The results were clear - the Archos and iPod touch offered the best video playback fidelity, while the PSP and N800 were a distant joint second.

If I had to choose one device as the winner for video playback I would plump for the iPod as its contrast and brightness seemed better than on the Archos.

But the Archos is the clear winner when it comes to supporting different video formats - there is very little it does not play.

The iPod touch and PSP are much more limited when it comes to support for file formats such as DivX, a popular codec for video enthusiasts.

The Archos also has the ability to record video direct from your TV or video player as a very personal video recorder.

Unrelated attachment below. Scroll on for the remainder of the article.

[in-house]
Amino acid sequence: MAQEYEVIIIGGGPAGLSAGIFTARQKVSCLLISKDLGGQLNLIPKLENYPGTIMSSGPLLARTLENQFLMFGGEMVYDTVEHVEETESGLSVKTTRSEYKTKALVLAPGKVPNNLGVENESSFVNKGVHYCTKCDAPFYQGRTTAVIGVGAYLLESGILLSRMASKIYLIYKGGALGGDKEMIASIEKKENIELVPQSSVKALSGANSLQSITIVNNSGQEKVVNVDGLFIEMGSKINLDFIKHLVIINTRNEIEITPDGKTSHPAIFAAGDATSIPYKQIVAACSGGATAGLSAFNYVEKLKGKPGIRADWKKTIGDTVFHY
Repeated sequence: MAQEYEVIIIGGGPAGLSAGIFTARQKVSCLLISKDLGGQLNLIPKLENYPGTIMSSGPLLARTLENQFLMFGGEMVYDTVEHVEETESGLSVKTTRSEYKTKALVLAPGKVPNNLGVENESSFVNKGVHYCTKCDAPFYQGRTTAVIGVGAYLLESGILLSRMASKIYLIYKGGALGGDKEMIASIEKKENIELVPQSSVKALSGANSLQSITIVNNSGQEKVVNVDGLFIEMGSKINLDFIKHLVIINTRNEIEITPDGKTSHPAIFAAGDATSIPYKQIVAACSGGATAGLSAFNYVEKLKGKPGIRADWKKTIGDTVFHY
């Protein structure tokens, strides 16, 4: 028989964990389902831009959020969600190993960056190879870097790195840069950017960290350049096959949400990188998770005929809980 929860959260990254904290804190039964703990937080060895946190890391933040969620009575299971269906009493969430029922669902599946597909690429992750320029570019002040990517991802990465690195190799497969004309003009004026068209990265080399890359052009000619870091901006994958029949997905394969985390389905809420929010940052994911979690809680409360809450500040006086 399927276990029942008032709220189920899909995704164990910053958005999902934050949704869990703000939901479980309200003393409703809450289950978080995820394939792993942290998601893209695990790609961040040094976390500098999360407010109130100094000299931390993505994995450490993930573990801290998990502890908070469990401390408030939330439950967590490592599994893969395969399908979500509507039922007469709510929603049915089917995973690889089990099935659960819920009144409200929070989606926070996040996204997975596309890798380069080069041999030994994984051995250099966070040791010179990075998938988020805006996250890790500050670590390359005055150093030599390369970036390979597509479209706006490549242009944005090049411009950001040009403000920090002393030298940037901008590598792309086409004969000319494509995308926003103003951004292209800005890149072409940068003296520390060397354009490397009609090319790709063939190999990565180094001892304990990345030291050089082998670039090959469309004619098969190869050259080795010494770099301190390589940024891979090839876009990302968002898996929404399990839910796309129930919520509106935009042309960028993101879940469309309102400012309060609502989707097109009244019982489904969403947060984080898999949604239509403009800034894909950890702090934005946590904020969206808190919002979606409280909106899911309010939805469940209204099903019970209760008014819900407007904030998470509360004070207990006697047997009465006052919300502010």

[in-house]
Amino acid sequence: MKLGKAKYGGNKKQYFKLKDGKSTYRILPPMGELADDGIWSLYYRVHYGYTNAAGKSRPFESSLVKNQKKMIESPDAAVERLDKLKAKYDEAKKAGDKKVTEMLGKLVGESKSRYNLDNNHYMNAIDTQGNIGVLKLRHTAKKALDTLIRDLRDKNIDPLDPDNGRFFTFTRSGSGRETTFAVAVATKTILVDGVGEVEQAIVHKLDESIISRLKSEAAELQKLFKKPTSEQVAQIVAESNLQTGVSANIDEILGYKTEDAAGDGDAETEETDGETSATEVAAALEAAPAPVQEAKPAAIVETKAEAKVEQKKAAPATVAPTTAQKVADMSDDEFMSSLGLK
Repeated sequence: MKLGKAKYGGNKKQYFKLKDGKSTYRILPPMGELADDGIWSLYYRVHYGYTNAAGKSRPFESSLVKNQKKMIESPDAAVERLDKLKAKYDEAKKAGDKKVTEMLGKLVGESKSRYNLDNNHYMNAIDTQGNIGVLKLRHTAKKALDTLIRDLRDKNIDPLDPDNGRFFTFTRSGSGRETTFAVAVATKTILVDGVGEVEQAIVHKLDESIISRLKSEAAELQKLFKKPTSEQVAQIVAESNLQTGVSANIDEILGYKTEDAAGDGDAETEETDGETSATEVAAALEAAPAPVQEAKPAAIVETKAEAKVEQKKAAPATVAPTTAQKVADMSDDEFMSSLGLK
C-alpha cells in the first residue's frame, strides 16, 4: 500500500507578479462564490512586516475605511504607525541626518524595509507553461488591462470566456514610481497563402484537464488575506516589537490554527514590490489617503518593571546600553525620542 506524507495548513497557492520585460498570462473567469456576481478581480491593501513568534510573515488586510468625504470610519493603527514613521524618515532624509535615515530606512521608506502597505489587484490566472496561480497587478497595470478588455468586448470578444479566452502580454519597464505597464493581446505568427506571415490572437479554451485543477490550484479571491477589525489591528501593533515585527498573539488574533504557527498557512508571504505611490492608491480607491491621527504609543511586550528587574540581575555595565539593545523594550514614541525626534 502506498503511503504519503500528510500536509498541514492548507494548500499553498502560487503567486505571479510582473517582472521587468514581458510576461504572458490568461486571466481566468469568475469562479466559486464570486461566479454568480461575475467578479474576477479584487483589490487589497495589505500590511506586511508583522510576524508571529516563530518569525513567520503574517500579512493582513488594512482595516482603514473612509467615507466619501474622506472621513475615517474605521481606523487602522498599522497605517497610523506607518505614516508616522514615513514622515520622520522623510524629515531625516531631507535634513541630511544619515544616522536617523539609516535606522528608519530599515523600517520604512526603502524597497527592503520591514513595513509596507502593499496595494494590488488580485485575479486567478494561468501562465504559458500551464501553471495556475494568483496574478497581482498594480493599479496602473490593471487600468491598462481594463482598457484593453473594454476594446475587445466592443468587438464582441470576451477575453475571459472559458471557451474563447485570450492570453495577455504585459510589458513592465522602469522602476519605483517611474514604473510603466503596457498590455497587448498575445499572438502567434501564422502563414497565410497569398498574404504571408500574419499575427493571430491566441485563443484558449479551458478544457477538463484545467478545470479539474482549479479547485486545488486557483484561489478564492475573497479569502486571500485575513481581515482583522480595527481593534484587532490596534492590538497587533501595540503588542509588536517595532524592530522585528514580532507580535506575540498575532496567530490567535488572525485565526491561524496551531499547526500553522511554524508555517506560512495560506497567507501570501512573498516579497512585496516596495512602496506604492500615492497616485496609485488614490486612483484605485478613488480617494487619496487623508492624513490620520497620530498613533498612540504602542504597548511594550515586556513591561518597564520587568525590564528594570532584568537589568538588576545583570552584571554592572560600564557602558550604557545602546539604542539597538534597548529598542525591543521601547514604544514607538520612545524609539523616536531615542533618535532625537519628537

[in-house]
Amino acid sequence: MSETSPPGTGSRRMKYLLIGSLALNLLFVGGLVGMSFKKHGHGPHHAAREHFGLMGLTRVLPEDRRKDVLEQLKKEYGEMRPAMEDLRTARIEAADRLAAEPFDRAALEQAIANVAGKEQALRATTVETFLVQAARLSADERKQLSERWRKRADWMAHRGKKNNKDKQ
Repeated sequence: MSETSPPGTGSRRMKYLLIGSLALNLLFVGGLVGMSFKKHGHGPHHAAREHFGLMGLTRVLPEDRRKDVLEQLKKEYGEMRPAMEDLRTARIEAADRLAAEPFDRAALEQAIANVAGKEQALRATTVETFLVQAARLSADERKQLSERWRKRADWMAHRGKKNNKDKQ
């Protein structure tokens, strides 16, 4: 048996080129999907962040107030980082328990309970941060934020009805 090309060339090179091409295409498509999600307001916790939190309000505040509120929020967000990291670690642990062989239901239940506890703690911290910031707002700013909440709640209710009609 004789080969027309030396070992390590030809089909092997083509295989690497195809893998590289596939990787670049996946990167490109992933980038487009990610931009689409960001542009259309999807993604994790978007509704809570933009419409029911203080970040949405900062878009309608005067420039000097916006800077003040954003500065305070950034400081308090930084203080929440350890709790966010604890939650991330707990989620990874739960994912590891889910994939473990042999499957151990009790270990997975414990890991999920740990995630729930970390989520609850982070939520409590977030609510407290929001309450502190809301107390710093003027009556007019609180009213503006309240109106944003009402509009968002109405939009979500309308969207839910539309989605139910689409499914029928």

There are software packages which can migrate video recorded onto a PC/Mac on to the PSP, iPod and N800 but none of their solutions are as simple as recording directly to the Archos device itself.

Sony is introducing a feature for the PSP that will allow it to playback files stored on a PlayStation 3 over wi-fi. So any video files on the main console can be accessed via the handheld device.


As the only 'dedicated' music player the iPod should win hands down. And it does.

Audio quality on each device is hard to distinguish - unless you are an audiophile.

But the iPod's integration with iTunes makes it the easiest device to synch/transfer tracks and its astonishing user interface makes choosing tracks as simple as flicking between album covers on screen.

Sadly, the iPod touch does not come with external volume controls nor support for a wired remote which is an oversight at best and a magnet to thieves - as you take out the device to change track - at worst.